If you are with us till here, you know the ‘what and when’ of Base 64 icons. The next question that must be cropping up is the part where you need to understand where and why you must use them.

## Where and why to use Base 64

The same set of 64 characters will be present in many of the different characters and thus one can conclude uncorrupted data transmission.

An essential way of encoding binary data into ASCII text that takes 4 characters per 3 data bytes and a little bit of padding to end.

By turning your binary data into text, you are making them more easily transmissible through e-mails and other HTML formats.

If you are still not convinced as to why you may use Base 64 when you already have decimal and hexadecimal format? Here’s a bit of more information for you that might help you understand better.

- Usually, the first things that come to mind are decimal and hexadecimal formats of data storage.

- For storing data in decimal format, you must store the decimal value in each byte as three number sets. In this way each byte is made of 3 bytes.

Here, if you notice the data has expanded threefold due to this arrangement.

- The hexadecimal arrangement where bytes are stored in six-pair formats. Here each of the six pair formats is represented by two bytes. This way also you can notice that the data is bloating two-fold.

- But when you compare the above two formats with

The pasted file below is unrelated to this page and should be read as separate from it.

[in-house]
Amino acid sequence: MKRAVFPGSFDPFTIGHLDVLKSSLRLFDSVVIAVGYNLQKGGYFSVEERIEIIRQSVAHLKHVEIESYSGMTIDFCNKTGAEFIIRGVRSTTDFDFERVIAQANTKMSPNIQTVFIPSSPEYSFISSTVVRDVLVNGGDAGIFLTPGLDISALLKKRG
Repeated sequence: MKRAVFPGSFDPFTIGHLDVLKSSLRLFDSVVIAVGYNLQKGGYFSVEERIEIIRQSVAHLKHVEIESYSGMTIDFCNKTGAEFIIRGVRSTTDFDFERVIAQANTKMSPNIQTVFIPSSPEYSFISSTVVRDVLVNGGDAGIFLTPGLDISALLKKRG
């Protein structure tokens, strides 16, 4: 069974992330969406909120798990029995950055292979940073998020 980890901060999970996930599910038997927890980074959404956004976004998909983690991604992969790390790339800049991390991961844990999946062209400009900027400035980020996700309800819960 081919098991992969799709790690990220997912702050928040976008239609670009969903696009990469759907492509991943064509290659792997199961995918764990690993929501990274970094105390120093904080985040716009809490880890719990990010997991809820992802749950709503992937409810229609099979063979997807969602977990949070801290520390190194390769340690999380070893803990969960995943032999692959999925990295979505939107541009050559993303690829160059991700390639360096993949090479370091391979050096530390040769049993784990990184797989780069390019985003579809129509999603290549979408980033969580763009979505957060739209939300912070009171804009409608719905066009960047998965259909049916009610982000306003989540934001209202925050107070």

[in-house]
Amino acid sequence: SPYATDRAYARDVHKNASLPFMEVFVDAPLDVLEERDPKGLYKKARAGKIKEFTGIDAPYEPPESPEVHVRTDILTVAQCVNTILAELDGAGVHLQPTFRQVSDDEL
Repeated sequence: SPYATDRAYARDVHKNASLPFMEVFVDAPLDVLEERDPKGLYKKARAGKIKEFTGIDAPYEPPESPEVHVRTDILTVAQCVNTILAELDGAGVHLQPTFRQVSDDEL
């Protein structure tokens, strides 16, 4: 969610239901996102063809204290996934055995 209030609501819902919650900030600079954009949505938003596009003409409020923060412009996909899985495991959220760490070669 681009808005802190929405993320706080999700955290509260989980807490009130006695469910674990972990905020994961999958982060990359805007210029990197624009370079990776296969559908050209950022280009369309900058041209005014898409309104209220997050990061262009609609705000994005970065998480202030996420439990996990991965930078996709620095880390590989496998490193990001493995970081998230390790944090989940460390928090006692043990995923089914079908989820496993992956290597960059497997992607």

**Base 64**, the data bloating percentage comes down to a minuscule 4/3 which is roughly 1.3333333 of the original information.

Massive reduction of data bloating is achieved using this Base 64 method.

- Next will be the conversion of hashes. Hash is transferred through its transformation from one block of bytes to another. Mostly these block bytes are fixed in size- 125 bits or 256 bits. With Base64 the conversion becomes easier and mostly hashes can be seen so often that many times people mistake it as a hash.
- Base 64 can also be used for encryption and decryption of files. It is not to be used as a data protecting function but mostly as a storage or display format.

Raw bytes are what an encrypted file needs to be, hence, storing them in a database or as a file is crucial. This is where Base 64 can become useful.

- Another common use is in the PEM format of the x509 certificates that can also be Base 64 encoded.

## Ending Lines

As you know the how, where, when, why, and what a Base 64 file is all about, you must be enticed by now. Therefore, we suggest you turn on to the image converter quickly to transmit your paid or free SVG icon & image files into their Base 64 strings.